Rainbow Media Holdings Inc. — in an effort to reach homes outside parent Cablevision Systems Corp.'s enhanced digital universe — will pitch its new Mag Rack video on-demand, special-interest programming service to MSOs.
The unique VOD service launched Sept. 28 to a small number of Cablevision subscribers as part of the MSO's new digital "iO: Interactive Optimum" offering. It packages several ultra-niche channels that come complete with videocassette recorder functions such as pause, stop and rewind.
The channels — formatted like a magazine rack — are geared toward very unique hobbies, lifestyles and special interests.
The first 10 video magazines include programming targeted toward Catholics (American Catholic), weddings (Bridal), vegetarian cooking (Club Vegetarian) and motorcycles (Motorcycles Freedom).
Classic Cars, BirdSight, Maximum Science, Natural Health,Photography Close Up
and Wine World
round out the current Mag Rack offerings.
The video magazines range from 10 minutes to an hour in length and are presently being updated once per month. Several could be refreshed more frequently if necessary, Rainbow said.
While the services are presently only offered to Cablevision subscribers, Rainbow president and CEO Josh Sapan said the company is pitching the Mag Rack to other MSOs. While Rainbow would prefer to offer the entire package as part of an MSO's digital-cable lineup, Sapan said he would be open to allowing operators to offer portions of the package on an à la carte basis.
Sapan would not reveal specific rate card terms for either scenario. He also wouldn't disclose how much Rainbow is spending to produce the video magazines.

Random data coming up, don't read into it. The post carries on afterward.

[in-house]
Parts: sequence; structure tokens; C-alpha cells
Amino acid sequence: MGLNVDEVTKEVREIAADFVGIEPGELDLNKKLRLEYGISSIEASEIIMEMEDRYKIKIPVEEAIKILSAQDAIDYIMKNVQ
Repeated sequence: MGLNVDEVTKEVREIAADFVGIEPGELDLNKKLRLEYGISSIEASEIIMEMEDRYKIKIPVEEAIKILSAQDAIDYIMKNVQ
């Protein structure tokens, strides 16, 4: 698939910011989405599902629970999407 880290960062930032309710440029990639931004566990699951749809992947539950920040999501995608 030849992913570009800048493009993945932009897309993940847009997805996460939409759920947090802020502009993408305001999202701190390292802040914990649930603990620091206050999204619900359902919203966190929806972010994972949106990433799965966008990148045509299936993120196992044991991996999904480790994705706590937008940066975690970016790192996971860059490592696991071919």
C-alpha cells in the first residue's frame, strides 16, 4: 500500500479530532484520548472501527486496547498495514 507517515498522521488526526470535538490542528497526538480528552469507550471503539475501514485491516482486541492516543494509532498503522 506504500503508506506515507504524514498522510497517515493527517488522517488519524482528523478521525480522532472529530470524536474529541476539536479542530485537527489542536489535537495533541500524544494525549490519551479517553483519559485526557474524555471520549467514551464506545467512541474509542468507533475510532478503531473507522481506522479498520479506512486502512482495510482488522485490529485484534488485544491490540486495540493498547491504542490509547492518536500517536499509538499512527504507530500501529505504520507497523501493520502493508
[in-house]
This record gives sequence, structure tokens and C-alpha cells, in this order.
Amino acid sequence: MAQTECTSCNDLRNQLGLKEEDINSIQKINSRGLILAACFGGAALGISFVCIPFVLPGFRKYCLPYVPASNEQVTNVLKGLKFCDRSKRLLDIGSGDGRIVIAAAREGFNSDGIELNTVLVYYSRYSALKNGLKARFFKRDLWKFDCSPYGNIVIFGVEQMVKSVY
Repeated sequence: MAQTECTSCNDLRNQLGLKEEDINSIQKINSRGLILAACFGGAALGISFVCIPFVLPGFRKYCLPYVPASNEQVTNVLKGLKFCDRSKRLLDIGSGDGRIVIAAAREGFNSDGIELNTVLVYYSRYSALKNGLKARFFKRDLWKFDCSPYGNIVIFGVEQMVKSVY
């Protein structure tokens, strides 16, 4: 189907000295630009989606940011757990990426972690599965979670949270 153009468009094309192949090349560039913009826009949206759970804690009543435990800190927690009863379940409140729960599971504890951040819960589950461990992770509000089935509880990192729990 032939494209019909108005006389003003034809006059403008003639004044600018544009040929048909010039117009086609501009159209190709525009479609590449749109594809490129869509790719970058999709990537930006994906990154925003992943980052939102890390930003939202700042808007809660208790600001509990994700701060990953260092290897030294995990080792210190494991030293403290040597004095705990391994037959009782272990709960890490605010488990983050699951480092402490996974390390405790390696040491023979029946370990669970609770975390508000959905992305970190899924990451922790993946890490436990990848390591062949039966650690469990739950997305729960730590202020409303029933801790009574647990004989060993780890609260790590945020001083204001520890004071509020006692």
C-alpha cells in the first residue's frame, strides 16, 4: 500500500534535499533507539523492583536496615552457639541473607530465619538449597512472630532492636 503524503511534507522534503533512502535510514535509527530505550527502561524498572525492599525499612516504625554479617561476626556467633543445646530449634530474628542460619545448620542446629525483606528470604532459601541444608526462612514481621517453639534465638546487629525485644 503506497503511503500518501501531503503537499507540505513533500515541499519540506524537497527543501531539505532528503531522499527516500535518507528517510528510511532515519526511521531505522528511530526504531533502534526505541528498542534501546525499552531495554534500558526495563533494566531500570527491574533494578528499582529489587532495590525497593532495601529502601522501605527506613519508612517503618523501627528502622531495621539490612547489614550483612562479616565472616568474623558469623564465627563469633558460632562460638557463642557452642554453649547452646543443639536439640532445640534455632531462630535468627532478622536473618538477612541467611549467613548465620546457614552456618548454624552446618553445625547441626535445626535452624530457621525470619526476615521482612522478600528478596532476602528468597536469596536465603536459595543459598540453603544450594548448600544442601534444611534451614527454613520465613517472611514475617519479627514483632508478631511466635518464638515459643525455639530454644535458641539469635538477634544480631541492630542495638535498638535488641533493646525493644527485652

"We think this offering works best as part of a digital platform that will add a lot of value to digital subscriptions," Sapan said.
But at least one small MSO executive believes the services could generate more incremental revenue on an à la carte or subscription basis.
"With such narrowly niched services, it might work better as a subscription service on top of the digital basic package," said the operator.
Mag Rack executive vice president and general manager Matt Strauss said the service is expected to expand to 20 video magazines by the end of the year, and to as many as 40 to 50 by the close of 2002.
Rainbow is currently looking for editors to oversee the content of each "magazine" to ensure they adequately serve the viewers' specific interests.
The magazines target narrow niches, but ones that enthusiasts follow passionately. For example, Sapan said that though there are 18 million bird enthusiasts in the U.S., there hasn't been any dedicated programming aimed at that group.
"We use three criteria: How many people are interested in it, how much money [do] they spend on their hobby and how passionate are they about it?" Strauss said.
Mag Rack could provide advertising opportunities to retailers that target a specific niche, he noted. One of the main attractions of targeted print magazines are the ads created for enthusiasts, he said.
"We could see advertising sometime down the line, but only as an added-value to the subscriber, not the network," he said.
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